So the outline: A new text doc on the computer and it’s broken down into short paragraphs. Each paragraph starts with a location slug (INT./EXT. etc) and a short summary of each scene. This is no different than the old school cue card method or the new school old school cue card feature you’ll find in Final Draft. I like the simple text doc method because it’s easy on the forests and I can expand upon the paragraphs/scenes indefinitely.

But wait! There’s something slowing me down. The loose story is there but it’s hard to figure out how all the parts fit together; how to flesh out the details. Why? Because I don’t know who I’m writing about yet.

Who are my characters? For me the outlining process overlaps with my process for creating the characters.

This is where some psychology 101 classes can be really helpful. In the opinion of this humble writerly type guy, writing is all about psychology. Be it tapping into the psychology of the reader (or viewer) or the psychology of one character towards another. We’re really only concerned with the latter at this point:

For this reason, I write a detailed background for each principal character. A biography. I start with childhood and work my way right up to the point where my story begins. I include essential elements that would have impacted this character’s personality: Family life, social circle, upbringing, interests, etc. I usually include some anecdotes too. Experiences that this character has lived through that may mirror some of the experiences they will face in the actual story. The details of these biographies will never make it into the script. They are purely a way for me to design the character. They are a reference guide for later. They help me figure out what motivates the character and can even help me figure out details about their speech patterns when it comes time to write dialogue.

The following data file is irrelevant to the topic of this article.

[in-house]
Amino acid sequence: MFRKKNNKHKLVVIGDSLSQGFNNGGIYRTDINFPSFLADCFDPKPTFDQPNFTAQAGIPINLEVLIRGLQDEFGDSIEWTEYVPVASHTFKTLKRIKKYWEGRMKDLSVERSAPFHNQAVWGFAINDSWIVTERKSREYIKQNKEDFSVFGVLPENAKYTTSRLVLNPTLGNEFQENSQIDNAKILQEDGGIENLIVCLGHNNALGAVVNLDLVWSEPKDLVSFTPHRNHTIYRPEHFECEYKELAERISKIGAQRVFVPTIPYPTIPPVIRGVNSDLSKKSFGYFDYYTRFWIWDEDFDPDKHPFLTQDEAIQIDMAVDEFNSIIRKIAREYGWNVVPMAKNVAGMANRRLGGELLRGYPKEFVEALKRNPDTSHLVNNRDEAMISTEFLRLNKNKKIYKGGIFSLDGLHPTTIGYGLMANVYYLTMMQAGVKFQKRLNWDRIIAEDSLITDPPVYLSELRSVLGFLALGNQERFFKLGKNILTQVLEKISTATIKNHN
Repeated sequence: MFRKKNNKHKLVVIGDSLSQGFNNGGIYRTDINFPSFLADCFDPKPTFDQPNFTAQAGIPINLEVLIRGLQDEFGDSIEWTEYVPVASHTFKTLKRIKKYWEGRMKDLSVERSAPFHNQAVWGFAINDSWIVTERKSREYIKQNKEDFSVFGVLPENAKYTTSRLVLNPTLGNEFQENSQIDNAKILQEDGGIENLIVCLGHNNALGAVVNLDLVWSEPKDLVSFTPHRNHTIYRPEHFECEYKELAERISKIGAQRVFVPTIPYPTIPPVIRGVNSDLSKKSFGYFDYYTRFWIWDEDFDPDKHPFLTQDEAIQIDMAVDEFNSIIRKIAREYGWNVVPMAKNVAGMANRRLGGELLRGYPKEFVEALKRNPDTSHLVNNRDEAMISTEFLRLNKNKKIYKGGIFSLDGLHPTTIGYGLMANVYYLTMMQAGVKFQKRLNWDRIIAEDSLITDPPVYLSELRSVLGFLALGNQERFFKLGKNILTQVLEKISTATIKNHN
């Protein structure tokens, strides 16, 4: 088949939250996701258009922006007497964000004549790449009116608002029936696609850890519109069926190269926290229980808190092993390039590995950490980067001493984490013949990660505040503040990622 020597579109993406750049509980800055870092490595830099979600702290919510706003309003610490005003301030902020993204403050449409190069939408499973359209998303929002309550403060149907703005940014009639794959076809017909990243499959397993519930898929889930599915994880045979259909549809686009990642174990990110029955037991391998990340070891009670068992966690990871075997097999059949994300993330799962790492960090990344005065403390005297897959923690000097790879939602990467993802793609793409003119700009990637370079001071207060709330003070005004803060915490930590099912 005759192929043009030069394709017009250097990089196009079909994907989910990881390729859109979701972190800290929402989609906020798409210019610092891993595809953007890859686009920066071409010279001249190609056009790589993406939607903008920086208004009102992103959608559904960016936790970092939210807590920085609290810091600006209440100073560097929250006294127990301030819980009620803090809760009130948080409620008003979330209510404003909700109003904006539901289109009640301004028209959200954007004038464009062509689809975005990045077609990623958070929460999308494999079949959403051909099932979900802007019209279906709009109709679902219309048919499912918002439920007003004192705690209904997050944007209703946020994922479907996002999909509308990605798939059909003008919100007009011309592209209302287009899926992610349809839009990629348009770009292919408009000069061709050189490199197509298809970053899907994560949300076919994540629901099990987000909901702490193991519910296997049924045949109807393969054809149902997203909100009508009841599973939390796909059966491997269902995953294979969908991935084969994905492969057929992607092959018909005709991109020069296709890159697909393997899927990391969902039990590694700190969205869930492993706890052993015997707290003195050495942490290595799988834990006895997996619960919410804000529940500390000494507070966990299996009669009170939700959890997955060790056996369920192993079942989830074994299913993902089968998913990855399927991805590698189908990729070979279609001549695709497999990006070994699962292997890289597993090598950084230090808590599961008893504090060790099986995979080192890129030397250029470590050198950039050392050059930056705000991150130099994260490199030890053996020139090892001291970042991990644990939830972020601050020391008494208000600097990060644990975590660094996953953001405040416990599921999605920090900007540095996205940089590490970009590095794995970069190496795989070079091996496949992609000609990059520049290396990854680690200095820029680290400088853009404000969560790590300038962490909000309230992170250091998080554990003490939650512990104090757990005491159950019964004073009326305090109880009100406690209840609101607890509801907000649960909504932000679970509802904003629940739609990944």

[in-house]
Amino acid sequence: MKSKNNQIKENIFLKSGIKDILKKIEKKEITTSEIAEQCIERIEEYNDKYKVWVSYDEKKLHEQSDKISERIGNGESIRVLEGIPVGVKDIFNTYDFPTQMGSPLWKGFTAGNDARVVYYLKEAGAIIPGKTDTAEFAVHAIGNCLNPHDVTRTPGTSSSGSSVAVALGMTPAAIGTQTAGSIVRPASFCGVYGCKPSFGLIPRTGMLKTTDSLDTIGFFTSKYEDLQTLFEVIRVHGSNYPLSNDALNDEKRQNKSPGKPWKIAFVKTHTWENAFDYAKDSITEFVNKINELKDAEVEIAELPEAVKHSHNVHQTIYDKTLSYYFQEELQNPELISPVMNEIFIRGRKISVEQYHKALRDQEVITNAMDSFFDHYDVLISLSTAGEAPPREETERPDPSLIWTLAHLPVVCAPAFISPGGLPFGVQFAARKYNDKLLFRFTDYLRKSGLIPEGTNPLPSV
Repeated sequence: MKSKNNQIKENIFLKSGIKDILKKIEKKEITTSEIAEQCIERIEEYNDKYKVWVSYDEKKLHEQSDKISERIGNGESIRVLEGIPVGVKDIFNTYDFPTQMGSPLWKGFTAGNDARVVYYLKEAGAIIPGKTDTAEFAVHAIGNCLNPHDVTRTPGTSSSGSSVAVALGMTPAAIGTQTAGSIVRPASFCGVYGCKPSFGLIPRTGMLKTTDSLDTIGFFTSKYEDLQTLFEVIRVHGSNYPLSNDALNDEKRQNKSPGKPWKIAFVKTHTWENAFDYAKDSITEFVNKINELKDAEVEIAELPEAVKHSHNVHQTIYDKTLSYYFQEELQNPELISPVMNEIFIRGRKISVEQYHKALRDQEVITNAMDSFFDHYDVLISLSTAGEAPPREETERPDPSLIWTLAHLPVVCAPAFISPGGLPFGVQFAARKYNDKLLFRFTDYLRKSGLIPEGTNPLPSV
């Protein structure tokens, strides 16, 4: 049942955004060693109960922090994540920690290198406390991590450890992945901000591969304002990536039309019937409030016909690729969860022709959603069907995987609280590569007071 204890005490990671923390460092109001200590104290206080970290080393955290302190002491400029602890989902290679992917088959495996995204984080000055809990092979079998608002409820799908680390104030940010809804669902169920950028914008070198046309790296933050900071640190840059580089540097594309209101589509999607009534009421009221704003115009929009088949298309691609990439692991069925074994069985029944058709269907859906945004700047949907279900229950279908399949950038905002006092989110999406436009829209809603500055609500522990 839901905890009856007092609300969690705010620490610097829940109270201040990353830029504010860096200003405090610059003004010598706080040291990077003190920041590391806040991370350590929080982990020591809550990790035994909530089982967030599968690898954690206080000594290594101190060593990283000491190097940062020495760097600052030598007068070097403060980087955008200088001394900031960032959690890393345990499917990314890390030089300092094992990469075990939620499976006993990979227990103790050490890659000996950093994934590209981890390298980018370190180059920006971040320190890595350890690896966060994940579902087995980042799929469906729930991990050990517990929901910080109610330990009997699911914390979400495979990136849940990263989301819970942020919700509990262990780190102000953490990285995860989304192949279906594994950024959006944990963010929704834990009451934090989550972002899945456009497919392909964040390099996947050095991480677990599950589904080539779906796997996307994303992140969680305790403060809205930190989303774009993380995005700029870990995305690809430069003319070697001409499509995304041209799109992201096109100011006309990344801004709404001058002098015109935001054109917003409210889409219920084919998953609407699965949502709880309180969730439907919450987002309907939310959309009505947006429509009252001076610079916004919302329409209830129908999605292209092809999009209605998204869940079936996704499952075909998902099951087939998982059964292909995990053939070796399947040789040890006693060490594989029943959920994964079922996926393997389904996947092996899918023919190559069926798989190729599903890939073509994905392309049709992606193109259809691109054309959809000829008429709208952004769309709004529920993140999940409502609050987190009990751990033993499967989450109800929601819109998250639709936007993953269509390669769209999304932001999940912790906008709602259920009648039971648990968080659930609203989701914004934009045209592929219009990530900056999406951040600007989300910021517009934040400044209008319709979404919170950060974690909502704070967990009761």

When I was getting set to shoot Refrain I actually found another use for these character profiles. I shared them with the actors. I wanted to give them background on their characters to help them find the motivation behind what was in the script.

So! With my character profiles written I can now plug away further on the outline. These two elements usually give and take from each other. Sometimes the outline may call for a character to an action to move the plot forward but maybe I haven’t crafted the motivation for that action into that character’s psyche profile - no problem, I can just modify that profile to make it fit. The important thing for me is to have a sound psychology for each character and a sound storyline.

There are dozens, maybe hundreds, of books on storytelling. Character arcs, plot points, the hero’s journey, all that stuff. My point here isn’t to go over all of that - it’s simply to describe my process of writing a screenplay. The glib version of everything you’re going to find in those books is this: You’ve got a character, she’s doing her thing, living her life, when something happens. It’s a conflict with her enjoyable day to day life. She is faced with handling this something. It looks like she may be able to cope when things suddenly get worse. Holy shit, she’s in trouble now and things just keep going downhill… Oh no, how is she ever going to get out of this situation? But then, she digs deep, finds something inside her that she didn’t know she had and triumphs. She is changed forever. Screen black.

You can also learn this secret to storytelling by watching any movie that makes it to cinemas.

I’ve got my outline (or treatment, at this point, depending on who you’re talking to and how you’ve formatted it) as well as my (secret) character profiles. I’ve added a skeleton to my story’s heart and circulatory system. Next up: Putting meat on the bones and a let’s not forget the packaging.